City of Lake Charles addresses float safety following fatal accidents in New Orleans

Updated: Feb. 24, 2020 at 7:36 PM CST
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LAKE CHARLES, La. (KPLC) - Another tragedy during New Orleans Mardi Gras resulted in the death of a second person after they were struck by a parade float.

The latest death happened Saturday night during the Endymion Parade when a man was hit by a huge float made up of three trailers. says the same float was involved in a deadly accident during the same parade in 2008.

Saturday night’s accident was the second death involving a multi-section float. Wednesday night, a woman was killed after becoming trapped between sections of a tandem float in the NYX Parade. Now, officials have banned multi-sectional floats for the rest of Carnival Season.

That has safety top of mind for those officiating parades in Southwest Louisiana.

With the addition of more officers on the parade route and designated parade lieutenants on each float, officials say most safety aspects of Southwest Louisiana's Mardi Gras will stay in place for Tuesday's Krewe of Krewes Parade.

“As we see unfortunate, tragic situations that occur in other areas, we do take a step back and look at our events and see if there are areas that we need to make some improvements and take extra precautions,” said City of Lake Charle Public Information Officer Katie Harrington.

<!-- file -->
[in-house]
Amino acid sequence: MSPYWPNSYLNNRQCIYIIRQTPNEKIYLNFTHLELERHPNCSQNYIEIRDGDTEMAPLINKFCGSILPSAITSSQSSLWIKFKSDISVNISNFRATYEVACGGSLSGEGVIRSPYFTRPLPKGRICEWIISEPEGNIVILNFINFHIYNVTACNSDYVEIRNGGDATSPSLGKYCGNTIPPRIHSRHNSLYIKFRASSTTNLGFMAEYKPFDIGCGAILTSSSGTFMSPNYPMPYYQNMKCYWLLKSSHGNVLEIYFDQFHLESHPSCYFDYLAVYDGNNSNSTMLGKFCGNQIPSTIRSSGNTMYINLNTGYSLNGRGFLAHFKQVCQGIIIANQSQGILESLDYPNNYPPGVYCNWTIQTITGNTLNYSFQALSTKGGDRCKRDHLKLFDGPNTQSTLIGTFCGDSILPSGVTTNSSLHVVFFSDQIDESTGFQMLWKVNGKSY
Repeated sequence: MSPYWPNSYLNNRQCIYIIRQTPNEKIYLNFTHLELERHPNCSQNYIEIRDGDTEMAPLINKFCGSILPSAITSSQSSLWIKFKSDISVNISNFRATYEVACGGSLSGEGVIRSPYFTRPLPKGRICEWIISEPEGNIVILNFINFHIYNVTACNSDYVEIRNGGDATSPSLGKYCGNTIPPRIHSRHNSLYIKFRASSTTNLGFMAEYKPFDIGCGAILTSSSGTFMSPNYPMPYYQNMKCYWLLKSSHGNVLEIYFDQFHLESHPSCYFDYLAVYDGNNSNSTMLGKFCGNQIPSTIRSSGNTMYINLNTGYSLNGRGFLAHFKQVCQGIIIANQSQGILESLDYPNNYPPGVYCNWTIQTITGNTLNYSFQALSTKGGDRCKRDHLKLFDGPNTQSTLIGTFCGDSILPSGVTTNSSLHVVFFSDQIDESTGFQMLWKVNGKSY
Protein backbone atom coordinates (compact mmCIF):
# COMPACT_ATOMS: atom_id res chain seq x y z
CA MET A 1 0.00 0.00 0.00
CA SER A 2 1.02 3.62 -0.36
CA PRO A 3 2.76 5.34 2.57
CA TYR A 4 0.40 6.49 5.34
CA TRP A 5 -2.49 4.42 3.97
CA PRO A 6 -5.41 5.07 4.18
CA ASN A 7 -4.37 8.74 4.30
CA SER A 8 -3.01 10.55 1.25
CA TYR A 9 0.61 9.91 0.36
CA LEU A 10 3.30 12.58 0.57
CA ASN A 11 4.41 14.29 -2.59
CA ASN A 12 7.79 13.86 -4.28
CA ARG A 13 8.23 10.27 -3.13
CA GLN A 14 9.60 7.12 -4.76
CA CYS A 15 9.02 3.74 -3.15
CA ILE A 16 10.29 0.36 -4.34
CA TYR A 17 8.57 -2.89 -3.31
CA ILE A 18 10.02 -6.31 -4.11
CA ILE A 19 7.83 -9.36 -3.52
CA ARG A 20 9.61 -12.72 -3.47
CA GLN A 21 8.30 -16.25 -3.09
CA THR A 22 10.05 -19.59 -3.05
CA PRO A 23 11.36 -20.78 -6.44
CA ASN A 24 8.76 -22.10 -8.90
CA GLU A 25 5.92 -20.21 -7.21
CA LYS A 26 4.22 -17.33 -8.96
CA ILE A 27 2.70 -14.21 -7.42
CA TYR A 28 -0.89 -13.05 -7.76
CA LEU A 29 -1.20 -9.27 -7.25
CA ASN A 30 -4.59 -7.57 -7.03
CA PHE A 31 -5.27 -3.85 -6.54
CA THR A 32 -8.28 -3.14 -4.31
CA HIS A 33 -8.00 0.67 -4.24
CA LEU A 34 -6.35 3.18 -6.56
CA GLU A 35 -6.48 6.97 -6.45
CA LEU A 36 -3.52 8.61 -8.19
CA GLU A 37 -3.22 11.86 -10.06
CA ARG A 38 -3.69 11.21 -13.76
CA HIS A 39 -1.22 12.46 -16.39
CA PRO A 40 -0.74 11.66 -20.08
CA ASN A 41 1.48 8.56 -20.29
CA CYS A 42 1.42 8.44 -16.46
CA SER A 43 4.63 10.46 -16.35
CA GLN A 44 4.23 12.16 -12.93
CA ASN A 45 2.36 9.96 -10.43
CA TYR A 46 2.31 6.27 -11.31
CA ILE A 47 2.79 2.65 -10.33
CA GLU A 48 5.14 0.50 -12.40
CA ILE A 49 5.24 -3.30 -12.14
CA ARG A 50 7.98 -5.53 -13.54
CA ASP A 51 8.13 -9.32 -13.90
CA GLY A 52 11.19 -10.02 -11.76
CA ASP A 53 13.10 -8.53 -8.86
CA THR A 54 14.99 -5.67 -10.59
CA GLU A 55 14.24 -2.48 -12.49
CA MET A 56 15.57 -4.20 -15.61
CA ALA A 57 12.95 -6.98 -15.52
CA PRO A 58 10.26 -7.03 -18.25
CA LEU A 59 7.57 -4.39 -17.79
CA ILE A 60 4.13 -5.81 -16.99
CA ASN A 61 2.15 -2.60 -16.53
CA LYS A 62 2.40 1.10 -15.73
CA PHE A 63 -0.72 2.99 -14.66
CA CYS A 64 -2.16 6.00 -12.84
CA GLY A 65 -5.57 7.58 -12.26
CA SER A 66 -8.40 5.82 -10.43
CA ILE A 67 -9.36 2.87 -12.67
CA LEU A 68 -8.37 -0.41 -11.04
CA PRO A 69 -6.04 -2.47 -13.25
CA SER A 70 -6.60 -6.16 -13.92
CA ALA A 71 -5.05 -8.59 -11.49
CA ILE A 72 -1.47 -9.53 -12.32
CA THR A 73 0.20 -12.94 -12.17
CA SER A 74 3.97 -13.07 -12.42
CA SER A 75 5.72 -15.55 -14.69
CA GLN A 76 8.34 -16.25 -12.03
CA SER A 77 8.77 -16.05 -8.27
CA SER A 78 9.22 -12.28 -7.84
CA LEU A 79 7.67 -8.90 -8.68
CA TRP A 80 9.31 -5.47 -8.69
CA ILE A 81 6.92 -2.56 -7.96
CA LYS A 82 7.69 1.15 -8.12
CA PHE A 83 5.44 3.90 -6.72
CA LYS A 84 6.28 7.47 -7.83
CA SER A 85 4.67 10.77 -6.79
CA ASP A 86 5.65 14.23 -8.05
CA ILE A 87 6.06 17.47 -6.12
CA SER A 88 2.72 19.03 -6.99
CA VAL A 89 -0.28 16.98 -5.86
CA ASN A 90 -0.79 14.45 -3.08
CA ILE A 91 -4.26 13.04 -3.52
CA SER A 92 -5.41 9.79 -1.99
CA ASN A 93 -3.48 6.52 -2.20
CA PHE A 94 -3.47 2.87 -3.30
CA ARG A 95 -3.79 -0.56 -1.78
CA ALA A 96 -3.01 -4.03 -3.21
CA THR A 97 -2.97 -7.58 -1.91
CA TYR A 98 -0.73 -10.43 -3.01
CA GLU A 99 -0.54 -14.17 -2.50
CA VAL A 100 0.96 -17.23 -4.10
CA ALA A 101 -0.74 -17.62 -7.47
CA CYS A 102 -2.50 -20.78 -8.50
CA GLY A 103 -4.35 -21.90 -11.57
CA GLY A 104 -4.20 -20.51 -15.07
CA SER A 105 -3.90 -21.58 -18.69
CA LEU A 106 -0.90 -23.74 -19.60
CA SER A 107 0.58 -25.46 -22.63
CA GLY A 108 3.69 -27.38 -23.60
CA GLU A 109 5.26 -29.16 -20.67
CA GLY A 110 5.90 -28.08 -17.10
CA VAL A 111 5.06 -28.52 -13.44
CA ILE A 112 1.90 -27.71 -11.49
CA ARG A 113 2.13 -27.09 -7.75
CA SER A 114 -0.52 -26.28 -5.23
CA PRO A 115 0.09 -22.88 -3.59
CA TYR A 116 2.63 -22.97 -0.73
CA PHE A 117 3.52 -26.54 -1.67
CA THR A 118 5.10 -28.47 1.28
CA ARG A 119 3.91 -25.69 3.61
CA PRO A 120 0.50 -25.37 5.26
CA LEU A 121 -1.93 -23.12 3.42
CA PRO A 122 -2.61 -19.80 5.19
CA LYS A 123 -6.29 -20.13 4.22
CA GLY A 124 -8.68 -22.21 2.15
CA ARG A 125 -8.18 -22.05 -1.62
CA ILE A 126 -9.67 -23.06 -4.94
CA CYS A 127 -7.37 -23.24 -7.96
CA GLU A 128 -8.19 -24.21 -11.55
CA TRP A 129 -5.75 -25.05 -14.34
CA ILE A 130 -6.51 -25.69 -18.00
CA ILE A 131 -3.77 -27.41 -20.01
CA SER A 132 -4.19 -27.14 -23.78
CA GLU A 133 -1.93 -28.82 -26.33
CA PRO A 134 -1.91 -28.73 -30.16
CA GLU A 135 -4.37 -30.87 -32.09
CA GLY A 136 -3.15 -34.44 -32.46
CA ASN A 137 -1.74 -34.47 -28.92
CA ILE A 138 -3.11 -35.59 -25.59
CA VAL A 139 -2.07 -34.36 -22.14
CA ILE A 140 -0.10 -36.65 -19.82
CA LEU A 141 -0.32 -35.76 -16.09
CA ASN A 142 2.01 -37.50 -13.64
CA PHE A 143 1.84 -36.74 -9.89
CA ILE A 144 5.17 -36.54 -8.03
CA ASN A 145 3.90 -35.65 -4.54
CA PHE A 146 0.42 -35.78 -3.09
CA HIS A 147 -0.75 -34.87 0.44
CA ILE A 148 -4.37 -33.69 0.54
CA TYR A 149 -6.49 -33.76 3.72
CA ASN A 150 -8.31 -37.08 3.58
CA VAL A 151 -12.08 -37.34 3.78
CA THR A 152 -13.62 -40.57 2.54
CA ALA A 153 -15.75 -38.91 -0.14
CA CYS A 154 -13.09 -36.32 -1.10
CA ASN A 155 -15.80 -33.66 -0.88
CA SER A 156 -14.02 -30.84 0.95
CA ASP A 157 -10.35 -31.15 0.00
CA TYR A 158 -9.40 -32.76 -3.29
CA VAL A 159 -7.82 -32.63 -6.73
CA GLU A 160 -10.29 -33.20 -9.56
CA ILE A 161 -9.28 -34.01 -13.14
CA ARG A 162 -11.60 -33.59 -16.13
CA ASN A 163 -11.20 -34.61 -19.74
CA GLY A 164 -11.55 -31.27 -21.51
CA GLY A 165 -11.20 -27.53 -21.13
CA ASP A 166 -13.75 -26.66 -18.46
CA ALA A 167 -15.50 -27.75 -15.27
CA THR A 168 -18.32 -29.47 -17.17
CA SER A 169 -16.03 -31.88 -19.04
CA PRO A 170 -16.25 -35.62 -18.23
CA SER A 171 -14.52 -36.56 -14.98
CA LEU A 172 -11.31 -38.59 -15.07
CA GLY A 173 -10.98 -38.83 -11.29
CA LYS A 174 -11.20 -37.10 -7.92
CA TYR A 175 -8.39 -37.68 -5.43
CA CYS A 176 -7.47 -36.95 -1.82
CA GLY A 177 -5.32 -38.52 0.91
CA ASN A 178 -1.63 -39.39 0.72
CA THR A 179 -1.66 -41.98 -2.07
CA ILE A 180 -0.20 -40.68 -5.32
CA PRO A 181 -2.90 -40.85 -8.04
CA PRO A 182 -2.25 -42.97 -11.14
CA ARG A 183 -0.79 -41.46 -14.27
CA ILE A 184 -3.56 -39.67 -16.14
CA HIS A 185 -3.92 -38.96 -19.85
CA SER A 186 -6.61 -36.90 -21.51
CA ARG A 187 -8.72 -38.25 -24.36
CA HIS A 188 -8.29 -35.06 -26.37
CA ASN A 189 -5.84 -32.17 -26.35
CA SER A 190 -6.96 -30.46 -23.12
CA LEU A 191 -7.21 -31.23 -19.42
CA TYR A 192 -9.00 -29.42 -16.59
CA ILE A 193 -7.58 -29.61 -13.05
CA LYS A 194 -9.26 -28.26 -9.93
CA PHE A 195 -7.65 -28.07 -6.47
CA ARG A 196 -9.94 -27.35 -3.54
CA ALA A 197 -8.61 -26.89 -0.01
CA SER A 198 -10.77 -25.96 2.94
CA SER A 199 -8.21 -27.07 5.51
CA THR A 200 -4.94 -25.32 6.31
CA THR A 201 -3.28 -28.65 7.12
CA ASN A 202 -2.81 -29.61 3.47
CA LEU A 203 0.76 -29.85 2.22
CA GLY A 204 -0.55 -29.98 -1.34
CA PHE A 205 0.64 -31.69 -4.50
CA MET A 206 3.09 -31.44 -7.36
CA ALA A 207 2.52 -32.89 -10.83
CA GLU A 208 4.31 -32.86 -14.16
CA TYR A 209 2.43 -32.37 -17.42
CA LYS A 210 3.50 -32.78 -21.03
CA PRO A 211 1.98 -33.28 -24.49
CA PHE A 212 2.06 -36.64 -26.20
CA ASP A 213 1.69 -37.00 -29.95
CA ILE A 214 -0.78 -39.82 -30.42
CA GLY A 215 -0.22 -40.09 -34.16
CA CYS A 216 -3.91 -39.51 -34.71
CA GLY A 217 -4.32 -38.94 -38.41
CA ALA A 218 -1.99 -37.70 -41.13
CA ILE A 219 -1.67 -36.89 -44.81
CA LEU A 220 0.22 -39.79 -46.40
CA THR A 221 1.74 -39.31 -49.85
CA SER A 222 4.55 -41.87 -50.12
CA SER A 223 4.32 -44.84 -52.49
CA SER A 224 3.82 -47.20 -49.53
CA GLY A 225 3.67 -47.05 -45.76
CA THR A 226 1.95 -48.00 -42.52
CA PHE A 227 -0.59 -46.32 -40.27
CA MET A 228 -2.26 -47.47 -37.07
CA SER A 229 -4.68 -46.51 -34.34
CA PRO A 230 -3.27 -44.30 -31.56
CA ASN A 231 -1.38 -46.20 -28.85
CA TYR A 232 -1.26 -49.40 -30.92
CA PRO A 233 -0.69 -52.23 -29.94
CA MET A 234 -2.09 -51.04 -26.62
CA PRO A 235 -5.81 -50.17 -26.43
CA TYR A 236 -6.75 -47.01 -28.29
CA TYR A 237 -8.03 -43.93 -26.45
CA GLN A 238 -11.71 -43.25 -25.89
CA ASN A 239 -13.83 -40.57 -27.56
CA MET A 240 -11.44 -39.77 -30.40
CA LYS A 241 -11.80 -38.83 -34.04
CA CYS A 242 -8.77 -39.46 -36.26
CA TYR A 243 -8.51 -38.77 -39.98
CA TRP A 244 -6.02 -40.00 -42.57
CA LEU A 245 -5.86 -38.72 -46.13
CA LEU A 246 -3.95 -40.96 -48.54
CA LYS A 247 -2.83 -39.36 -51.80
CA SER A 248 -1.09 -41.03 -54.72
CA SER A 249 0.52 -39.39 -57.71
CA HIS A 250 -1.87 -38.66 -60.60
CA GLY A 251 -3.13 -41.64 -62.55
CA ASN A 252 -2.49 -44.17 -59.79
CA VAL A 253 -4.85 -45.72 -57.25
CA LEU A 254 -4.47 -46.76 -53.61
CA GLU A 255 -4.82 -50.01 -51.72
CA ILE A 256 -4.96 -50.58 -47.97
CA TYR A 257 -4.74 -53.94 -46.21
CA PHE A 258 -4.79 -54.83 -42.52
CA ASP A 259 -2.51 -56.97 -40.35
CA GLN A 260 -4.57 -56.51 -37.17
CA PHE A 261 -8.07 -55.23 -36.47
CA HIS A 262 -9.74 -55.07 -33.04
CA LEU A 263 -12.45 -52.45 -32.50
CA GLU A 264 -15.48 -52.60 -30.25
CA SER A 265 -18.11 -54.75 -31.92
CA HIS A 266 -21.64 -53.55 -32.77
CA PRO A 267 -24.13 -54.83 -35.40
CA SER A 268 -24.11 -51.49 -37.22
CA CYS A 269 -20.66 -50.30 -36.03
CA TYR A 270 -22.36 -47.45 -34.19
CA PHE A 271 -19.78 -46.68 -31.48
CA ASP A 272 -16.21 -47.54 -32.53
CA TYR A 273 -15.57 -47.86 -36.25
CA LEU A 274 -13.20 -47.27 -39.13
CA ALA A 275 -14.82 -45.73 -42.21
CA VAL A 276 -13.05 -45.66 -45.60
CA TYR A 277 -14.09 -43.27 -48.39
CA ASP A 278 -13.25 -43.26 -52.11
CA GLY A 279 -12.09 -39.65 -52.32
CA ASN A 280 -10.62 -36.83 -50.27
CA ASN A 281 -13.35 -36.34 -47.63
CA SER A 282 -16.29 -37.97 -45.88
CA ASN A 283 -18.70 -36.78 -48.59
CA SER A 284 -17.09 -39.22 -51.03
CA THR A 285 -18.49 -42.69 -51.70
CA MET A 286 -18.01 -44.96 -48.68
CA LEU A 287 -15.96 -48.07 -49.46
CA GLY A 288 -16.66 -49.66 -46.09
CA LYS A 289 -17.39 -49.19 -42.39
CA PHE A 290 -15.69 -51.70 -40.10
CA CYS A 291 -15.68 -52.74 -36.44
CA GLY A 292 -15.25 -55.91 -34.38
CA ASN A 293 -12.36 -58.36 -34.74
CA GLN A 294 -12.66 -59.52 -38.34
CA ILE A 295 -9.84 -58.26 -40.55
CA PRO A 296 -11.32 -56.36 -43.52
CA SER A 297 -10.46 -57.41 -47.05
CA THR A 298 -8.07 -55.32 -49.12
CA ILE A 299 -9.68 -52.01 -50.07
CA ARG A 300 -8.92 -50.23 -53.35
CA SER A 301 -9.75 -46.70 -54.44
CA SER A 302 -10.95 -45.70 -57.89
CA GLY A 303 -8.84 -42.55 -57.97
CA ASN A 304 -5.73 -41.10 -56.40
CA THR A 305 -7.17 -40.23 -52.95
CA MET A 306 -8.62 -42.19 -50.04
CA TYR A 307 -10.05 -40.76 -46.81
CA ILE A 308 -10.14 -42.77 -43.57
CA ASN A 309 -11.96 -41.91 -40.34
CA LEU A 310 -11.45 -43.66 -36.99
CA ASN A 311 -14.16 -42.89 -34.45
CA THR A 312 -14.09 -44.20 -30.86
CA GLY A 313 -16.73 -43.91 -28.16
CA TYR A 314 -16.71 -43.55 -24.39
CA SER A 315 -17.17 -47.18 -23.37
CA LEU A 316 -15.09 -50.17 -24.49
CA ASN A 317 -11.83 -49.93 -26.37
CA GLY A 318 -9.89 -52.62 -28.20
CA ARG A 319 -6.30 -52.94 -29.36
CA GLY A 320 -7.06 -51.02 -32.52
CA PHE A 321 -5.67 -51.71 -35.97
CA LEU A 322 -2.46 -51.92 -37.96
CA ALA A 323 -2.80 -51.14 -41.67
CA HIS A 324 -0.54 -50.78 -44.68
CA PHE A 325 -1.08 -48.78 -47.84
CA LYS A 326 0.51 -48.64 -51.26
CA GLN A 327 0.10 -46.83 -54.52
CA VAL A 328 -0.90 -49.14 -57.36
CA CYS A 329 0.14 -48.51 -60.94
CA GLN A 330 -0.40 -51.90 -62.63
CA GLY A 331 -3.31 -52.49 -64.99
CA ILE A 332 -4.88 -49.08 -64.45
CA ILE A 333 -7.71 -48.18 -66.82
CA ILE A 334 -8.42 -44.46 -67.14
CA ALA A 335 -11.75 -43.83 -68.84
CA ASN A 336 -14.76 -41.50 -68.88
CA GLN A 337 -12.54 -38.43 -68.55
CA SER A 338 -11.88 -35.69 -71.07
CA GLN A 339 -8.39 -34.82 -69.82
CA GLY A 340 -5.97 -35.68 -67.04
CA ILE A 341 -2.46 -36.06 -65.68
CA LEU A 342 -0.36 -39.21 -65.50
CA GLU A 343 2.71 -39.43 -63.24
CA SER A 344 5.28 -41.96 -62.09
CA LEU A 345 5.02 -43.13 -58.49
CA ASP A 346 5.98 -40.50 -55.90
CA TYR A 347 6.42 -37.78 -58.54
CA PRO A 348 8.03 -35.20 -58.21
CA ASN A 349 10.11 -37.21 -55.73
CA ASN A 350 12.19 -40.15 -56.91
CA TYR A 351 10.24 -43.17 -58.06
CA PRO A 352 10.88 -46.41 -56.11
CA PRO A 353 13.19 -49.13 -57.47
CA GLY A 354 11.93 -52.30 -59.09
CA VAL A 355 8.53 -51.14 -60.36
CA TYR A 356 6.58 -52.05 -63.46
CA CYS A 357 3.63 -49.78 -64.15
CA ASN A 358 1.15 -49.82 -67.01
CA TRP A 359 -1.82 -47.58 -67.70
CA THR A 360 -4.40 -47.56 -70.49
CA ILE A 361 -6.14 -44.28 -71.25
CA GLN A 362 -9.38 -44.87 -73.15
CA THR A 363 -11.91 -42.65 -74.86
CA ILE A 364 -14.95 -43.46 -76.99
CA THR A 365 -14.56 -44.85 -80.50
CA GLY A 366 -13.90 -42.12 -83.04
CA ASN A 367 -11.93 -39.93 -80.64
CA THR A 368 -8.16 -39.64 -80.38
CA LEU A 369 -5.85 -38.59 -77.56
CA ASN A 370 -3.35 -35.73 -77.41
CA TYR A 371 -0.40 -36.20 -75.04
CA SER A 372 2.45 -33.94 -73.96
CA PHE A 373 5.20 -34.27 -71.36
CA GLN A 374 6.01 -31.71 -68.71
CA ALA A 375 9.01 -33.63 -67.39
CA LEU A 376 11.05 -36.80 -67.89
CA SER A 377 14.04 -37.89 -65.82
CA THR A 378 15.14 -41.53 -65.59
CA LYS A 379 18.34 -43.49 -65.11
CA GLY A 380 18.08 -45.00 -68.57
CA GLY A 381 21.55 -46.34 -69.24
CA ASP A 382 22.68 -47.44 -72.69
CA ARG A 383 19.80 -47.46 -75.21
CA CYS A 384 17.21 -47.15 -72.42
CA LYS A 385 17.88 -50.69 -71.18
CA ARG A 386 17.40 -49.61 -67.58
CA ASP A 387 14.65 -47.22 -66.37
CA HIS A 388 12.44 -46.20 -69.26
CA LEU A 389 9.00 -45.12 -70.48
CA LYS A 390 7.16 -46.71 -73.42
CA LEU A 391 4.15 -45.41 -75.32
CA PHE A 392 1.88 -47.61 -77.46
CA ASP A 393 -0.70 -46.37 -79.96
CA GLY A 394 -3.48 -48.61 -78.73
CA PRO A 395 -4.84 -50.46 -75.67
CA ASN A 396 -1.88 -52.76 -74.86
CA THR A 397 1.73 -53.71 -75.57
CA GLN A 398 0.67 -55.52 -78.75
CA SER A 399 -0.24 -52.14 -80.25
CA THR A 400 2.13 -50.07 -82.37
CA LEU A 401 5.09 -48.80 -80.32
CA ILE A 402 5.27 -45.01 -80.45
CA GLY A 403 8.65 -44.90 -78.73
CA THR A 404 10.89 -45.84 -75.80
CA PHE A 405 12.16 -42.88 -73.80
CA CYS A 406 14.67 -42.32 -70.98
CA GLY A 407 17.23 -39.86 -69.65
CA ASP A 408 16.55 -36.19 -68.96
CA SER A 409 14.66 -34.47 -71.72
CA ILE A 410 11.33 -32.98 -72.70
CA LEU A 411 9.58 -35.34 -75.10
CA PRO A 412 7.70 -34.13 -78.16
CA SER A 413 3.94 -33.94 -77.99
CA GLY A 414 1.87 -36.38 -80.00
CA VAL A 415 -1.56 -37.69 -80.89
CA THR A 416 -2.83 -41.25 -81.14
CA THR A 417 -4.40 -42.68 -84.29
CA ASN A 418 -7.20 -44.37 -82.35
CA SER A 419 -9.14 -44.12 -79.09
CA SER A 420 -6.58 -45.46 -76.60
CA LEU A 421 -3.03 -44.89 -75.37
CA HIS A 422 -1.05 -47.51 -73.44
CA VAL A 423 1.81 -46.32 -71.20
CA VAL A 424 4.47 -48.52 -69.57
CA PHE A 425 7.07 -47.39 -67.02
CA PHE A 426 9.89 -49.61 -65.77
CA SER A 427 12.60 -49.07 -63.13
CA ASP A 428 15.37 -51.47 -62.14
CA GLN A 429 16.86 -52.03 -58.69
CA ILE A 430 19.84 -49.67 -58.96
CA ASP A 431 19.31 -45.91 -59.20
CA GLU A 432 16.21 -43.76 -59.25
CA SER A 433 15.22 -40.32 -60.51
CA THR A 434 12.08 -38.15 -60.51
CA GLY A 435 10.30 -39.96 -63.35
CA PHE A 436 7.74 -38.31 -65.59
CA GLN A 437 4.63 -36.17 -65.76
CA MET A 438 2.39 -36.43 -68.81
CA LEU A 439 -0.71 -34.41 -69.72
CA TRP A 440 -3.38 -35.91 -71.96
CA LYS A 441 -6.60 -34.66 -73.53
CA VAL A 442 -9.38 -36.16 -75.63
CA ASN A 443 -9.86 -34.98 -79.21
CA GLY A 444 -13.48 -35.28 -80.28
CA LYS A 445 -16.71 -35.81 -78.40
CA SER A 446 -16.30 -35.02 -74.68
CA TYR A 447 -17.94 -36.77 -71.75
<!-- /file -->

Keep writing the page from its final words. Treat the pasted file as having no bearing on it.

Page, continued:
When it comes to tandem floats - the major component in the two fatal accidents in New Orleans - law enforcement says they hardly ever play a role in our Mardi Gras, although there was one originally scheduled to roll in Sunday’s Children’s Parade.

“We’ve only had one instance of a float being what we refer to as tandem," said LCPD Sergeant Scott Dougherty. “Steps were taken to ensure its safety but at the last minute they broke that float up and made it two separate entities to alleviate that problem altogether.”

We also asked about the requirements and what type of floats are allowed.

“A float can be no more than 8-foot, 10-inches wide, no more than 13-foot, 2-inches high from street level," Harrington said. “And no float should have a minimum turning radius that exceeds 55 feet. There are also provisions for standing and sitting on a float - what they can and can’t sit on.”

City officials said, so far in our area, there has only been one accident involving a parade float. Back in 2018, an individual fell from a float, but only suffered minor injuries. However, one potential hazard they are continuing to monitor is construction along the parade route.

“This year, having some minor construction projects going on along the route, we’ve had to make adjustments and work with property owners on fencing and barricades," said Harrington.

As an added safety measure, Mardi Gras officials have also hired more deputies to walk alongside each float in hopes of preventing accidents.

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